... smiles. Not to see and hear these men is not to know them, and criticism without personal knowledge is in their case mutilation. Those who did know them listen in despair to the half-hearted praise and clumsy disparagement of critical strangers, and are apt to exclaim, as did the younger Pitt, when some extraneous person was expressing wonder at the enormous reputation of Fox, 'Ah! you have never been under the wand of ...
— Obiter Dicta - Second Series • Augustine Birrell

... reputation as a bushman, and, like his mother, was very good-looking. He was very much indeed about my house, suggesting improvements in household arrangements; making remarks on my wife's personal appearance—with corresponding disparagement of myself; riding with my wife across the plains; shooting kangaroos with her by night; and secretly instructing her in the mysteries of a rabbit-trap, with which, he was sure, he could make "dead loads of metal" (he was proficient in the ...
— The Judgment House • Gilbert Parker

... rogue,' a 'coxcomb,' and a 'false rascal,' but he was very sore over the supersession of his patron, Sandwich, and so long as Penn abused Monck, Pepys was glad enough to listen to him, and ready to believe anything he said in disparagement of the late battle. Penn was no less bitter against Monck, and when his chief, the Duke of York, was retired he had sulkily refused to serve under the new commander-in-chief. For this reason Penn had not been present at the action, but he was as ready as Pepys to believe anything he was told ...
— Fighting Instructions, 1530-1816 - Publications Of The Navy Records Society Vol. XXIX. • Julian S. Corbett

... of the colored race was assailed to disparagement, by the representative of a combination of maligners, such was the influence of the Doctor, that the citizens at once agreed to give their presence to a fair public discussion of the subject—the Comparative Anatomy and Physiology of the races. This discussion was kept up for several evenings, ...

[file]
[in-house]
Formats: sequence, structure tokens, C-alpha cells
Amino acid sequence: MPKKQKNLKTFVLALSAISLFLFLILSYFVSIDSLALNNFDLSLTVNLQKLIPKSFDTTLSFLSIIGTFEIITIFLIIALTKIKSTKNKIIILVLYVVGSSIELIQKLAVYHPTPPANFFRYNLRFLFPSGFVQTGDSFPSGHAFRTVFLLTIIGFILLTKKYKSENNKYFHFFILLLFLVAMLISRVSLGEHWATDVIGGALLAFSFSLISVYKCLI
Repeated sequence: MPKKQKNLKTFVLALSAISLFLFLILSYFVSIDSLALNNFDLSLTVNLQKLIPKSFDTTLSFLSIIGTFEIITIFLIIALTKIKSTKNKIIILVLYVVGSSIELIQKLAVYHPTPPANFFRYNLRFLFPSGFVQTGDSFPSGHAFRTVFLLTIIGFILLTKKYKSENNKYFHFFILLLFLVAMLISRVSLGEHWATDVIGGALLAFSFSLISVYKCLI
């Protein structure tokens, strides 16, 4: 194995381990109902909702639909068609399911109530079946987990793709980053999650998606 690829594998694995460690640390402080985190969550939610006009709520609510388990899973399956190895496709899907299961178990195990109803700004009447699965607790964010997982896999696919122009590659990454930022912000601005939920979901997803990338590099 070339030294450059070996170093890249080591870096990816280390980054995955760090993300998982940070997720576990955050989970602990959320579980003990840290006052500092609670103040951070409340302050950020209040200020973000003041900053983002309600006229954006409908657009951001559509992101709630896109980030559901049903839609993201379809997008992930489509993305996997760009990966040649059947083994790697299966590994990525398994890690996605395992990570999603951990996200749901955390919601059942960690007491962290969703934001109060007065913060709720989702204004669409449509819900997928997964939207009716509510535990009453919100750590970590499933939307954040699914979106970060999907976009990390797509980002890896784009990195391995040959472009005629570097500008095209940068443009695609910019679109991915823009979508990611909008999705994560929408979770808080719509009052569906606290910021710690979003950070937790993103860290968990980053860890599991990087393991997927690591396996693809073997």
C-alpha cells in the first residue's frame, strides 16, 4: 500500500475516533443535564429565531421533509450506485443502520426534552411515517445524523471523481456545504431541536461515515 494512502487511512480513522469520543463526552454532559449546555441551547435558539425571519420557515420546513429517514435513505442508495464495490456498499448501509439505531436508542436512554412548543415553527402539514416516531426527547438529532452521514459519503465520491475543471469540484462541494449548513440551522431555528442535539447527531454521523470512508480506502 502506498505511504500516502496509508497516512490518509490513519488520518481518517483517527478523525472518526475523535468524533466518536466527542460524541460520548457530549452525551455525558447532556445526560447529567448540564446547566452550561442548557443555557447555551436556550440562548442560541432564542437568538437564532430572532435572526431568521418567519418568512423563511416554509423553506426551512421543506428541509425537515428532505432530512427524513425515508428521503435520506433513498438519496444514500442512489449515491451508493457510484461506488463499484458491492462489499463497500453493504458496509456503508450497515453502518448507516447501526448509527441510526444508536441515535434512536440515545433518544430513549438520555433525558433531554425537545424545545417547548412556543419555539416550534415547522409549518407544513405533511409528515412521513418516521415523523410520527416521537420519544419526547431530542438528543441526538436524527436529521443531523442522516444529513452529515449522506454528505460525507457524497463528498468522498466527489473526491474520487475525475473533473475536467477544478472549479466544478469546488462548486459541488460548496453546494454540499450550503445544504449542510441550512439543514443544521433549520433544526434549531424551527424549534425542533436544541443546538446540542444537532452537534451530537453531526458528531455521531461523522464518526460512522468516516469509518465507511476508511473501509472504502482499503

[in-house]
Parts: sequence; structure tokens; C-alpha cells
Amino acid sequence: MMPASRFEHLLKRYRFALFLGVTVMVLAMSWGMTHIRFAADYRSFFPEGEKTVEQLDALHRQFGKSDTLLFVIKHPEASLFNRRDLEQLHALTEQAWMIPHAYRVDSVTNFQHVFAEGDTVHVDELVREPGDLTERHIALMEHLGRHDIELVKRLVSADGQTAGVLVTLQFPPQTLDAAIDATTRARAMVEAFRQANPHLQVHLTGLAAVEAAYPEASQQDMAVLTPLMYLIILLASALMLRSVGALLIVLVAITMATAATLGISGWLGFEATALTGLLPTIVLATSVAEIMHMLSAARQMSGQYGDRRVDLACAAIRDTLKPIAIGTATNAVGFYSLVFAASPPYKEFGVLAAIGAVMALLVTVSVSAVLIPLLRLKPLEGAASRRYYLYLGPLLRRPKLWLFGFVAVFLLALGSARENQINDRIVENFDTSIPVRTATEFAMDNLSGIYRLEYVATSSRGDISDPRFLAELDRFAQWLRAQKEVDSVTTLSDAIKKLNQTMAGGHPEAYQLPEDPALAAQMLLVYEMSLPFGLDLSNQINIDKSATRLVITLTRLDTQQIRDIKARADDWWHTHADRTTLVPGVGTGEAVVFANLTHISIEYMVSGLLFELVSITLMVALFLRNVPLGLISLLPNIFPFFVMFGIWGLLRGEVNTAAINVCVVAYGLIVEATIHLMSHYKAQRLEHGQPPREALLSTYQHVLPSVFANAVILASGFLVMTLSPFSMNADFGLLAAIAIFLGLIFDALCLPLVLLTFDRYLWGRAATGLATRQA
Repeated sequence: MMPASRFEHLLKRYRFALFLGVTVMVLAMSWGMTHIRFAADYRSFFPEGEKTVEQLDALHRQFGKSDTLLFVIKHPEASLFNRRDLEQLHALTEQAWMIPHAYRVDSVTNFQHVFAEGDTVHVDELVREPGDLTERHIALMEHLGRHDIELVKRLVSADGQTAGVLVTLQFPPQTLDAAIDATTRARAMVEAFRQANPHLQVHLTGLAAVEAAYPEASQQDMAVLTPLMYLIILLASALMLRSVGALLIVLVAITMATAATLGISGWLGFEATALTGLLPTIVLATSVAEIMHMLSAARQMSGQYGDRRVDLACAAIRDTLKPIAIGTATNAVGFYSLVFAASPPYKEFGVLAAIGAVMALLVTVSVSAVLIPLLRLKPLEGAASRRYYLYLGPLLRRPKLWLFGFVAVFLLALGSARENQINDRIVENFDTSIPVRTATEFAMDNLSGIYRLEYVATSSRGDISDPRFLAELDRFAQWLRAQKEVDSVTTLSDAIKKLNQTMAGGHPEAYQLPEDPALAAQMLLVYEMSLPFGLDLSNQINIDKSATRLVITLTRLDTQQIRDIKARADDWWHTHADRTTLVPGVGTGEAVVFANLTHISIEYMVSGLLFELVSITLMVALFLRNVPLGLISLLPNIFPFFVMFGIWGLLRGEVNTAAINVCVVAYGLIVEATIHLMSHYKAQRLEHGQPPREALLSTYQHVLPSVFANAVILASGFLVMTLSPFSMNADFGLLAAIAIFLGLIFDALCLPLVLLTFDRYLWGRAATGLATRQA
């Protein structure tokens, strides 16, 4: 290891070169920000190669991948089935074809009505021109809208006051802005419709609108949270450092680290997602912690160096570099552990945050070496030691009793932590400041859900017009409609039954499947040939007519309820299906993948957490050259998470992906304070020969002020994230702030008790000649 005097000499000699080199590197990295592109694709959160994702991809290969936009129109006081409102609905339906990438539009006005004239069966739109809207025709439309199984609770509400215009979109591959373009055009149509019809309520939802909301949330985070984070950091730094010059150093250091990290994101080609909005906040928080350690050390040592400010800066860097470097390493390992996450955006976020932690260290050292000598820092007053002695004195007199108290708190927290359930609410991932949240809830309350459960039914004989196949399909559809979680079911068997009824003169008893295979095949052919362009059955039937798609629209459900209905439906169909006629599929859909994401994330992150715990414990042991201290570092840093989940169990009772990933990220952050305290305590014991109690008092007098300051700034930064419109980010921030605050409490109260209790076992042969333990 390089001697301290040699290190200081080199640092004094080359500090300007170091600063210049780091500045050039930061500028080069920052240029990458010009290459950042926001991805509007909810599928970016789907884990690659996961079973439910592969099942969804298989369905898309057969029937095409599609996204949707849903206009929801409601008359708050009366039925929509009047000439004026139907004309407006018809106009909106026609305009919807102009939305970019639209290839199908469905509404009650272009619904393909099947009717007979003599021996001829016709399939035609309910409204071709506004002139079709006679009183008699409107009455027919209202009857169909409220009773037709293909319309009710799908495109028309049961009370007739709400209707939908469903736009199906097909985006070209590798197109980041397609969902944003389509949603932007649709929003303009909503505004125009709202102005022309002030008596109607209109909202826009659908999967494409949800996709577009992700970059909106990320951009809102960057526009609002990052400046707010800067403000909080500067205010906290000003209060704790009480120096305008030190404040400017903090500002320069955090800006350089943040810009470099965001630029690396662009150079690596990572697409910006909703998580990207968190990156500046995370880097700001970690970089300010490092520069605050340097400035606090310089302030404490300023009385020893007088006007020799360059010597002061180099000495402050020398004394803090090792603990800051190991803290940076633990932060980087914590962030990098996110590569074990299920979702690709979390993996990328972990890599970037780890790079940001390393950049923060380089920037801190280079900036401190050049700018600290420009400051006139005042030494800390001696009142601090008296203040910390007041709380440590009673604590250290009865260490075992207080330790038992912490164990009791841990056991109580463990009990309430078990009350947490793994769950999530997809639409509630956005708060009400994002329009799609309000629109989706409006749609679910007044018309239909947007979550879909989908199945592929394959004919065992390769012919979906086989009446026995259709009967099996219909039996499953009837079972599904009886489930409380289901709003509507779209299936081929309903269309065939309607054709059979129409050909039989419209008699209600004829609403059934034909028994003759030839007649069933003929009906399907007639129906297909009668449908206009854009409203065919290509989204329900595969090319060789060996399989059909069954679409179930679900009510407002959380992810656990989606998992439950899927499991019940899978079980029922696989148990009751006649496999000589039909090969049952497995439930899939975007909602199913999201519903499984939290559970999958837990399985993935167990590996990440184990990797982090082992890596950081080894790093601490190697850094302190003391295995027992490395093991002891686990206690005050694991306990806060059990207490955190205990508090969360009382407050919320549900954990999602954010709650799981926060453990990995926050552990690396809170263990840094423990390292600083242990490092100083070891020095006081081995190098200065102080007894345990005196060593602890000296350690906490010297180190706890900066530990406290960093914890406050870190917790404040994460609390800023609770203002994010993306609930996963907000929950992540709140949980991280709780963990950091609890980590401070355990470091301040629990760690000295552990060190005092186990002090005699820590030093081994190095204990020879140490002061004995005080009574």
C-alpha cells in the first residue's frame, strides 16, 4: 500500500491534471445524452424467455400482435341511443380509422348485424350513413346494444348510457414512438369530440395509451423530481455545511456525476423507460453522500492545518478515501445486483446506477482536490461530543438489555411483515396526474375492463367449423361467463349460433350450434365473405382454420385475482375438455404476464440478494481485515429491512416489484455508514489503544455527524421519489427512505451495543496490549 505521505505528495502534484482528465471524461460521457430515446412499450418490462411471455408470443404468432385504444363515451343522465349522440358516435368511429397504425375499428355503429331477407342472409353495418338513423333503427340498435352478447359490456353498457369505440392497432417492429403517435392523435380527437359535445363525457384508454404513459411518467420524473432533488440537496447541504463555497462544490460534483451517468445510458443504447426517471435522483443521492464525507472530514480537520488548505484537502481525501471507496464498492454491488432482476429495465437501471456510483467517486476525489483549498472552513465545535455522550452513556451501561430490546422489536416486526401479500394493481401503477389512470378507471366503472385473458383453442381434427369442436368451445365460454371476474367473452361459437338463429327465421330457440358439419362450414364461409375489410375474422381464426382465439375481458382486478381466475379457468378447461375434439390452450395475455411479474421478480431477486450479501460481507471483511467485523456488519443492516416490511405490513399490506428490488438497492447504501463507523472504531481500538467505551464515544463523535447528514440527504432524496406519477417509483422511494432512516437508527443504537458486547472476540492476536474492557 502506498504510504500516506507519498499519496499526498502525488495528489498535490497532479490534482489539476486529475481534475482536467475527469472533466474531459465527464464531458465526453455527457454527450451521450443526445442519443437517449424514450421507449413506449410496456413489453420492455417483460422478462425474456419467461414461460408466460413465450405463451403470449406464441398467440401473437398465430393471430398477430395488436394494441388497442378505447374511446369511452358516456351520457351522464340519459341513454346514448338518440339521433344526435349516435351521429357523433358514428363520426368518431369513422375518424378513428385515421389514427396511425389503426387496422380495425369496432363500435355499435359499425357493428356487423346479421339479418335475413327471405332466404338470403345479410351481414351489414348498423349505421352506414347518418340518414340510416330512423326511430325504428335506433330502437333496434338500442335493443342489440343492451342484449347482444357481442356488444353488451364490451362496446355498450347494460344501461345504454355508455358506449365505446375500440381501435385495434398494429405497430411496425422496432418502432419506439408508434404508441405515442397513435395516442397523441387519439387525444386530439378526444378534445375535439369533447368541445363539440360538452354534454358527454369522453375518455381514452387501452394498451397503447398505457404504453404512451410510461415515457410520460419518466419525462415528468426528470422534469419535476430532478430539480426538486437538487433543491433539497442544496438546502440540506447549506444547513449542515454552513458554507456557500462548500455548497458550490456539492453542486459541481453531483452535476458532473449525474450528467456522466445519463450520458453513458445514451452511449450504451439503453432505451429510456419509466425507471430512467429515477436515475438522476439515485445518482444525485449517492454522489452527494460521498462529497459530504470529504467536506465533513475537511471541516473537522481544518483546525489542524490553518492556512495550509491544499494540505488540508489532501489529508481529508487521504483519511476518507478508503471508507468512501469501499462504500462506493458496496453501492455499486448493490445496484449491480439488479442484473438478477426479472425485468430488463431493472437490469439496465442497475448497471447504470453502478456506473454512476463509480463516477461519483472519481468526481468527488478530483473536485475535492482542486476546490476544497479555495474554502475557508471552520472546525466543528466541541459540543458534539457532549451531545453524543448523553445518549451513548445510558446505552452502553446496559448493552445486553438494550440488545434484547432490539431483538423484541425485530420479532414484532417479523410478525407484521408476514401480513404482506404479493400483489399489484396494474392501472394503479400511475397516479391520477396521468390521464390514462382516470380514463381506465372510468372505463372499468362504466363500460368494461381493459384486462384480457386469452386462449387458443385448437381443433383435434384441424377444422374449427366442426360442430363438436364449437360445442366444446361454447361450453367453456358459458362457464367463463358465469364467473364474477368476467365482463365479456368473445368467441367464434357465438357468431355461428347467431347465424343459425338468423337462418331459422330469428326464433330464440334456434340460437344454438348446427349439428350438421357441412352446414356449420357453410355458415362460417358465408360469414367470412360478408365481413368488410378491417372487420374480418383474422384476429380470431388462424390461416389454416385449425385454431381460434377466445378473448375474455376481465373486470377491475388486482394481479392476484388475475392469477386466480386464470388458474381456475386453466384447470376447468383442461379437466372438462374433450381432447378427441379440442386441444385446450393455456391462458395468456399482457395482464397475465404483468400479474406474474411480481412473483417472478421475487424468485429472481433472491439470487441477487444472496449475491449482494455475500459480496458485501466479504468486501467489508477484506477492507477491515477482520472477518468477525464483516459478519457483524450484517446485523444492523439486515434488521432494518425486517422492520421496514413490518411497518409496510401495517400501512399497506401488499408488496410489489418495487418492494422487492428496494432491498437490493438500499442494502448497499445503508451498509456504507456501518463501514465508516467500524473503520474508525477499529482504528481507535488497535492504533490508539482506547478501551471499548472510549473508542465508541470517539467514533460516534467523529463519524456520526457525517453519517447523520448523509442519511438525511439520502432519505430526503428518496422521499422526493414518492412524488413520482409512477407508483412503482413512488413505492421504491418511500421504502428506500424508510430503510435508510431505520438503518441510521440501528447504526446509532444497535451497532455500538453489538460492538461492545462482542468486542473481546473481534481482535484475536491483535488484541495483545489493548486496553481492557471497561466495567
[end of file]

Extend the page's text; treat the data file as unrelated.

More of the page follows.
— The Condition, Elevation, Emigration, and Destiny of the Colored People of the United States • Martin R. Delany

... have seen, looked to the booksellers for support when her husband disclaimed her. Of all the amazons of prose fiction who in a long struggle with neglect and disparagement demonstrated the fitness of their sex to follow the novelist's calling, none was more persistent, more adaptable, or more closely identified with the development of the novel than she. Mrs. Behn and Mrs. Manley ...
— The Life and Romances of Mrs. Eliza Haywood • George Frisbie Whicher

... will state in taking leave of this subject; and that, I believe, will be quite sufficient to sustain any thing I have said in disparagement of the government; by which, however, I mean, in justice, the local administration of Ireland. For, as to the supreme government in England, that body must be supposed, at the utmost, to have passively acquiesced in the recommendations of the Irish cabinet, even when ...
— Autobiographic Sketches • Thomas de Quincey

... rejoined Maggie, with a little contempt at his disparagement of her strength. "And wha's to cairry ...
— Salted With Fire • George MacDonald

... see by hearing, and to touch the hand of twice. For he had counted his coming privileges in his heart already, even if his reason had made light of its arithmetic. He would be on the safe side now—so he said to himself—and think of the elder lady as the player of the leading role. No disparagement to her subordinate; ...
— When Ghost Meets Ghost • William Frend De Morgan

... imagination of the poet, and whose fame has passed into the Phillis or Amaryllis ideal of Highland accomplishment and grace. Macdonald was married to a scold, and though his actual relations with Morag were of the Platonic kind, he was persuaded to a retractation, entitled the "Disparagement of Morag," which is sometimes recited as a companion piece to the present. The consideration of brevity must plead our apology with the Celtic readers for omitting many stanzas of the best modern composition ...
— The Modern Scottish Minstrel, Volumes I-VI. - The Songs of Scotland of the Past Half Century • Various